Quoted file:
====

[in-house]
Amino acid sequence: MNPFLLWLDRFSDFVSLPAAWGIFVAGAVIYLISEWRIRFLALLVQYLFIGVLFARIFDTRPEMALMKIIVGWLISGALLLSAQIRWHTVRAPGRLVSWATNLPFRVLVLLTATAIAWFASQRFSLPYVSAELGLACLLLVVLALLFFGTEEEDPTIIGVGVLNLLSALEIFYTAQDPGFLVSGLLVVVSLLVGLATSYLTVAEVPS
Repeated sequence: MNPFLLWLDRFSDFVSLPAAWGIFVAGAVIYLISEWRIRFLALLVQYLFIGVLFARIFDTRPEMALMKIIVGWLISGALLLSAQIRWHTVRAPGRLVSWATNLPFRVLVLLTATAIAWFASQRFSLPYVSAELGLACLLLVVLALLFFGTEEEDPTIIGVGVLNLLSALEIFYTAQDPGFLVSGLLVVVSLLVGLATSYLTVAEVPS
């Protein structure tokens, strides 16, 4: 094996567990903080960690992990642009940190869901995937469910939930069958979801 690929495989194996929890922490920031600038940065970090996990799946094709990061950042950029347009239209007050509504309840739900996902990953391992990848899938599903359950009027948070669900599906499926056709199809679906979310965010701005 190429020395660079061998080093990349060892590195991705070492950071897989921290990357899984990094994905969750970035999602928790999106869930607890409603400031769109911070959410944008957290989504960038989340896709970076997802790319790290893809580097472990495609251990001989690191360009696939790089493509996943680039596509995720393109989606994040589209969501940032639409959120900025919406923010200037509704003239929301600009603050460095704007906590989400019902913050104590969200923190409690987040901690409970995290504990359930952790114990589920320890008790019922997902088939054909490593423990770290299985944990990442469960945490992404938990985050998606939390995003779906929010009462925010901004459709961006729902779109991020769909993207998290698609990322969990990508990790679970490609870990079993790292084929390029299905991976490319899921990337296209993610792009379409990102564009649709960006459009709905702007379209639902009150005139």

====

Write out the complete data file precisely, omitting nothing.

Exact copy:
[in-house]
Amino acid sequence: MNPFLLWLDRFSDFVSLPAAWGIFVAGAVIYLISEWRIRFLALLVQYLFIGVLFARIFDTRPEMALMKIIVGWLISGALLLSAQIRWHTVRAPGRLVSWATNLPFRVLVLLTATAIAWFASQRFSLPYVSAELGLACLLLVVLALLFFGTEEEDPTIIGVGVLNLLSALEIFYTAQDPGFLVSGLLVVVSLLVGLATSYLTVAEVPS
Repeated sequence: MNPFLLWLDRFSDFVSLPAAWGIFVAGAVIYLISEWRIRFLALLVQYLFIGVLFARIFDTRPEMALMKIIVGWLISGALLLSAQIRWHTVRAPGRLVSWATNLPFRVLVLLTATAIAWFASQRFSLPYVSAELGLACLLLVVLALLFFGTEEEDPTIIGVGVLNLLSALEIFYTAQDPGFLVSGLLVVVSLLVGLATSYLTVAEVPS
């Protein structure tokens, strides 16, 4: 094996567990903080960690992990642009940190869901995937469910939930069958979801 690929495989194996929890922490920031600038940065970090996990799946094709990061950042950029347009239209007050509504309840739900996902990953391992990848899938599903359950009027948070669900599906499926056709199809679906979310965010701005 190429020395660079061998080093990349060892590195991705070492950071897989921290990357899984990094994905969750970035999602928790999106869930607890409603400031769109911070959410944008957290989504960038989340896709970076997802790319790290893809580097472990495609251990001989690191360009696939790089493509996943680039596509995720393109989606994040589209969501940032639409959120900025919406923010200037509704003239929301600009603050460095704007906590989400019902913050104590969200923190409690987040901690409970995290504990359930952790114990589920320890008790019922997902088939054909490593423990770290299985944990990442469960945490992404938990985050998606939390995003779906929010009462925010901004459709961006729902779109991020769909993207998290698609990322969990990508990790679970490609870990079993790292084929390029299905991976490319899921990337296209993610792009379409990102564009649709960006459009709905702007379209639902009150005139």